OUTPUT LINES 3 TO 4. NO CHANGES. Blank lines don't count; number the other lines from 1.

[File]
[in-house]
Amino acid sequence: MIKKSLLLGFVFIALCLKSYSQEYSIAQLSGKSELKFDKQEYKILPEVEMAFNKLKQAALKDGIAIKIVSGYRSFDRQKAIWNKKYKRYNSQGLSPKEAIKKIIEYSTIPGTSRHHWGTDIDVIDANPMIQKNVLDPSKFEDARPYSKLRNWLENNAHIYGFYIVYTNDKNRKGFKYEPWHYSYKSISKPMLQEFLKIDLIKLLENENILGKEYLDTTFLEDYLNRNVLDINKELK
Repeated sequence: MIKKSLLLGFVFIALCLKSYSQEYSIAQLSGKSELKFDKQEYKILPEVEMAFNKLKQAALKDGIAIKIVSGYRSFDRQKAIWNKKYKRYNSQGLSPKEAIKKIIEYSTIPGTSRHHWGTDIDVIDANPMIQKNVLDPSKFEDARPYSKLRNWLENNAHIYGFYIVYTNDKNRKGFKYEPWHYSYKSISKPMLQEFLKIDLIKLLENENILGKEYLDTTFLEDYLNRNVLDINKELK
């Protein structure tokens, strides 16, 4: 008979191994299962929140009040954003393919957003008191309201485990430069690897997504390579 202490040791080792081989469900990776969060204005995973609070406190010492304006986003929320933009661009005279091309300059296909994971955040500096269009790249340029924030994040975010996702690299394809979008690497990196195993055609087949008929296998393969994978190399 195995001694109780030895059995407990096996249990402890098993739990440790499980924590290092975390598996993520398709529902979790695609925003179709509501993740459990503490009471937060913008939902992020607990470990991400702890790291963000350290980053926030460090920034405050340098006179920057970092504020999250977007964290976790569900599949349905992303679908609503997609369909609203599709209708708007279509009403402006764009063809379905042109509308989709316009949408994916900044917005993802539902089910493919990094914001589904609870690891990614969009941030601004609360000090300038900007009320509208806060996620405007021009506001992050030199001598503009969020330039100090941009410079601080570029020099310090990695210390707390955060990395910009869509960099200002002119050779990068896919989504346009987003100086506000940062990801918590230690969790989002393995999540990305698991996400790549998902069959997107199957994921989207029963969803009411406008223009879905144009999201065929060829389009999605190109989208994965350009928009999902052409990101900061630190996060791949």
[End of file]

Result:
Repeated sequence: MIKKSLLLGFVFIALCLKSYSQEYSIAQLSGKSELKFDKQEYKILPEVEMAFNKLKQAALKDGIAIKIVSGYRSFDRQKAIWNKKYKRYNSQGLSPKEAIKKIIEYSTIPGTSRHHWGTDIDVIDANPMIQKNVLDPSKFEDARPYSKLRNWLENNAHIYGFYIVYTNDKNRKGFKYEPWHYSYKSISKPMLQEFLKIDLIKLLENENILGKEYLDTTFLEDYLNRNVLDINKELK
């Protein structure tokens, strides 16, 4: 008979191994299962929140009040954003393919957003008191309201485990430069690897997504390579 202490040791080792081989469900990776969060204005995973609070406190010492304006986003929320933009661009005279091309300059296909994971955040500096269009790249340029924030994040975010996702690299394809979008690497990196195993055609087949008929296998393969994978190399 195995001694109780030895059995407990096996249990402890098993739990440790499980924590290092975390598996993520398709529902979790695609925003179709509501993740459990503490009471937060913008939902992020607990470990991400702890790291963000350290980053926030460090920034405050340098006179920057970092504020999250977007964290976790569900599949349905992303679908609503997609369909609203599709209708708007279509009403402006764009063809379905042109509308989709316009949408994916900044917005993802539902089910493919990094914001589904609870690891990614969009941030601004609360000090300038900007009320509208806060996620405007021009506001992050030199001598503009969020330039100090941009410079601080570029020099310090990695210390707390955060990395910009869509960099200002002119050779990068896919989504346009987003100086506000940062990801918590230690969790989002393995999540990305698991996400790549998902069959997107199957994921989207029963969803009411406008223009879905144009999201065929060829389009999605190109989208994965350009928009999902052409990101900061630190996060791949």